Solo Travel Destination: Negril, Jamaica

We are pleased to present a new Solo Travel Destination Post from Lisa, a member of the Solo Travel Society on Facebook. Lisa lives in Australia and submitted the following report about Negril. Do you have a solo travel destination that you would like to recommend? Submit your description here, along with a few photos, and share it with fellow travelers!

Solo travel rating: (1 is easiest, 3 is most difficult. Please see chart below)

Languages spoken: Jamaican Patois, English, Spanish

photo, image, blue lagoon

A boat ride in the Blue Lagoon.

Reasons to go:  I asked a Jamaican girlfriend living in the UK, “Where should I go in Jamaica for a beach fix?” Many flock to Montego Bay but thanks to my friend, my pick was Negril.

On the West coast, about 1.5 hours from Montego Bay you will find this quieter hidden treasure. I stayed right on the beach at Roots Bamboo Beach Resort which was happily shared by singles, middle-aged couples, and backpackers alike. There are regular reggae beach parties, attracting international artists.

Negril or Seven Mile Beach is a beautiful stretch of white Caribbean sand, dotted with stalls, resorts, and cafes. By day I soaked up the sun, bought some locally made beaded jewellery (great gifts to take home) and sipped fresh fruit punch – white Jamaican rum optional!

After watching the peach and pink hues of a Jamaican sunset, I can recommend live music at Alfred’s and Legends Beach Resort. The atmosphere is chilled, so kick off your flip flops and sway to the reggae, mon! When you first arrive, do expect to be hassled and hustled. With constant approaches for ‘company,’ make your intentions known from the beginning. Be polite but firm and don’t promise anything.

The world famous Rick’s Cafe must be on your list. Arrive late in the afternoon for some reggae, watch the cliff jumpers, then hang around for another awesome sunset. Make sure you sample jerk chicken or pork, the island’s signature dish, cooked over an outdoor pit (jerk is the spicy seasoning and marinade).

My stay in Negril was made even more memorable by a local tour operator named Jerry. I recommend that once you find a good operator, stick with them and it will save you all the hustling if you’ve arrived with an open itinerary. He organised a private overnight tour to the eastern side of the island, where I found another gem, Port Antonio. I stayed in a cosy Georgian-style guest house, chilled on a deserted surf beach at nearby Long Bay. and took a boat ride and swim in the Blue Lagoon (yes, where the famous movie was shot). Within a few hours of Negril, Jerry arranged tours to the Bob Marley Museum and Dunn River Falls. Jerry’s prices are competitive, he will work within your budget, and he looks for every opportunity to add value to your experience. He tells some interesting stories along the way, exposing travelers to the heritage, history, and cultural values of Jamaican society. I’m happy to pass on Jerry’s details to anyone interested. Yeah mon, no problem!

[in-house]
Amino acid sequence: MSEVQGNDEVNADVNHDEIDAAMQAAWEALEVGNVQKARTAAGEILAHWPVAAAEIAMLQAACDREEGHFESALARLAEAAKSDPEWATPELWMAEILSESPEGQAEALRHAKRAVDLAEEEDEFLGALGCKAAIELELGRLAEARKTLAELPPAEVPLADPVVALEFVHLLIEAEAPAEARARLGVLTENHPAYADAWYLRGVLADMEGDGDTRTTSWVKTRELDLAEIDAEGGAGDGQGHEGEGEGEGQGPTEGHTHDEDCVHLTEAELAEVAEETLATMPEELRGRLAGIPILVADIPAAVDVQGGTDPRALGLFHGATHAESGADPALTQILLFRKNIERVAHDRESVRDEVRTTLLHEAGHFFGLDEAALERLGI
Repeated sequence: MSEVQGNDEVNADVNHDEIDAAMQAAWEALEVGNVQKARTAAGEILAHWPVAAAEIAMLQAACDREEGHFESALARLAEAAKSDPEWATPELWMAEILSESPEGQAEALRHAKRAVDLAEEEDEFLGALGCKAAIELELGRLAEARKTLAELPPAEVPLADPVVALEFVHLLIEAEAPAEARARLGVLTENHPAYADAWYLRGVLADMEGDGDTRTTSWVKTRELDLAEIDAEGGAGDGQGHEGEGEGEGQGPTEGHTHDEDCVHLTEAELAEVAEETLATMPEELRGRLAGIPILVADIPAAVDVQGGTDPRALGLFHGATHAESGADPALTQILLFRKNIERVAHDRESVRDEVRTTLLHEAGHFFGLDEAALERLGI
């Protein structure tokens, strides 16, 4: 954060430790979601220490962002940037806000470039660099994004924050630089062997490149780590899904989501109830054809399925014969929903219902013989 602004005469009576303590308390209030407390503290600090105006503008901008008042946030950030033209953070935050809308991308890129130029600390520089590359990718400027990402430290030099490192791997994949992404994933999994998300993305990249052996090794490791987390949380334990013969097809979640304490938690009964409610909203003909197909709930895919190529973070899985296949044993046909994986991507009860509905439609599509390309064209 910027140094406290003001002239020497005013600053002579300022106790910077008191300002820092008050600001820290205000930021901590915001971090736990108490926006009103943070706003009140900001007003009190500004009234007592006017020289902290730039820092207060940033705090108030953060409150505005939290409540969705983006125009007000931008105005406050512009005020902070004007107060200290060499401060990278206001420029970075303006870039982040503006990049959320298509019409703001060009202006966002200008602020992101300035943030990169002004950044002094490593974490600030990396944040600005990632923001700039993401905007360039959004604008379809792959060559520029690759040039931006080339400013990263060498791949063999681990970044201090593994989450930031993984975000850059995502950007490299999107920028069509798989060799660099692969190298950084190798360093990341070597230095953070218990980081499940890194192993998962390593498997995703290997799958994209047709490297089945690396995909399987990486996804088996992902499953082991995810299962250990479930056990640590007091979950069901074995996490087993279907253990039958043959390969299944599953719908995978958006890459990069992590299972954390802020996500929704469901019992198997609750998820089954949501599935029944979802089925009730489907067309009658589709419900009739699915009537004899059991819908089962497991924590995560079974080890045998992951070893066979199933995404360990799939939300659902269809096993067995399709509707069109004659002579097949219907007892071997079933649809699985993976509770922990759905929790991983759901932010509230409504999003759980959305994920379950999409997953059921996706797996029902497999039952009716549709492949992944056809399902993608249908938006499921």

photo, image, long bay beach, negril

Long Bay Beach

photo, image, fruit stand, negril

Pausing for refreshments.

photo, image, sunset, seven mile beach, negril

Sunset on Seven Mile Beach.

Solo Travel Destination Rating System

Safety - 2 (1 very safe, 2 safe in most areas, 3 be cautious at all times.)

Language - 2 (1 English is first language, 2 English speakers easy to find, 3 English speakers rare)

Navigation – 1 (1 easy to navigate by transit or car, 2 poor transit, car necessary, 3 not easy to get around)

Culture – 2 (1 Similar to North America or Western Europe, 2 Different from above but relaxed and easy, 3 Challenging)

Average Rating – 2 (1 is easiest, 3 is most difficult)


  • Lisa Clement

    Thanks for the post, I travelled to Negril solo two weeks ago and had an amazing time! Met some great people and saw a quite a bit of the island, it was truly amazing, they do love the “blondies”out there for sure!

  • Swetha Reddy

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  • Wendy Greene

    I have traveled all over Jamaica but Negril is still my favourite beach spot also!

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  • Amanda Zimba

    It’s interesting that for language you put 2. Jamaican patois is probably 80% english with sprinkles of african, spanish or french words. Basically it is bastardized english so other than an extremely strong accent and foreign pronunciation of words, if you ask the person to speak slowly you should understand majority of what they are saying. Of course depending where you are some people have much clearer accents to the point where it seems like heavy patois is a completely different language.

  • HenryJMorton

    By day I soaked up the sun, bought some locally made beaded jewellery (great gifts to take home) and sipped fresh fruit punch – white Jamaican rum optional!